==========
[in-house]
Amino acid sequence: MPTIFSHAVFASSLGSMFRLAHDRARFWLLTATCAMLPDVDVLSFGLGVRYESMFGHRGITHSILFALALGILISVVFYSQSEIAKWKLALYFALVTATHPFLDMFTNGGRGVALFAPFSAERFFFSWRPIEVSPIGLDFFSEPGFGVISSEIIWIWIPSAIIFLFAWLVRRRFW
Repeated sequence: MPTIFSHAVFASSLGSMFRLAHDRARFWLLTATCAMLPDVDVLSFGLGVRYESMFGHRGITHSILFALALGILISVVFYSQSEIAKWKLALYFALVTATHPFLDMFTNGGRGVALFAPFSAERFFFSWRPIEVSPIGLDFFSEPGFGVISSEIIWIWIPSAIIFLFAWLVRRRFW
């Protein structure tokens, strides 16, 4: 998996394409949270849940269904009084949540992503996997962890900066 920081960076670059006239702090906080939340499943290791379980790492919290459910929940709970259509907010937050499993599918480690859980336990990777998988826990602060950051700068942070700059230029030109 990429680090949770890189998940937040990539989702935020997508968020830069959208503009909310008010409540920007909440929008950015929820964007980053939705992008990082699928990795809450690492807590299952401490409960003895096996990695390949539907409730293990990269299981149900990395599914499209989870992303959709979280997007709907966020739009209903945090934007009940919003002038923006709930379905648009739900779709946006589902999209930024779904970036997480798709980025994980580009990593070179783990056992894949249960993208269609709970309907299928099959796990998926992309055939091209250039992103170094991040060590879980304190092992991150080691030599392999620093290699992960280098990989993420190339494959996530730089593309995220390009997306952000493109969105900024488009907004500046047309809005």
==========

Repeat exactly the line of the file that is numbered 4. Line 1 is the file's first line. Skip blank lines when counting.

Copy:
């Protein structure tokens, strides 16, 4: 998996394409949270849940269904009084949540992503996997962890900066 920081960076670059006239702090906080939340499943290791379980790492919290459910929940709970259509907010937050499993599918480690859980336990990777998988826990602060950051700068942070700059230029030109 990429680090949770890189998940937040990539989702935020997508968020830069959208503009909310008010409540920007909440929008950015929820964007980053939705992008990082699928990795809450690492807590299952401490409960003895096996990695390949539907409730293990990269299981149900990395599914499209989870992303959709979280997007709907966020739009209903945090934007009940919003002038923006709930379905648009739900779709946006589902999209930024779904970036997480798709980025994980580009990593070179783990056992894949249960993208269609709970309907299928099959796990998926992309055939091209250039992103170094991040060590879980304190092992991150080691030599392999620093290699992960280098990989993420190339494959996530730089593309995220390009997306952000493109969105900024488009907004500046047309809005």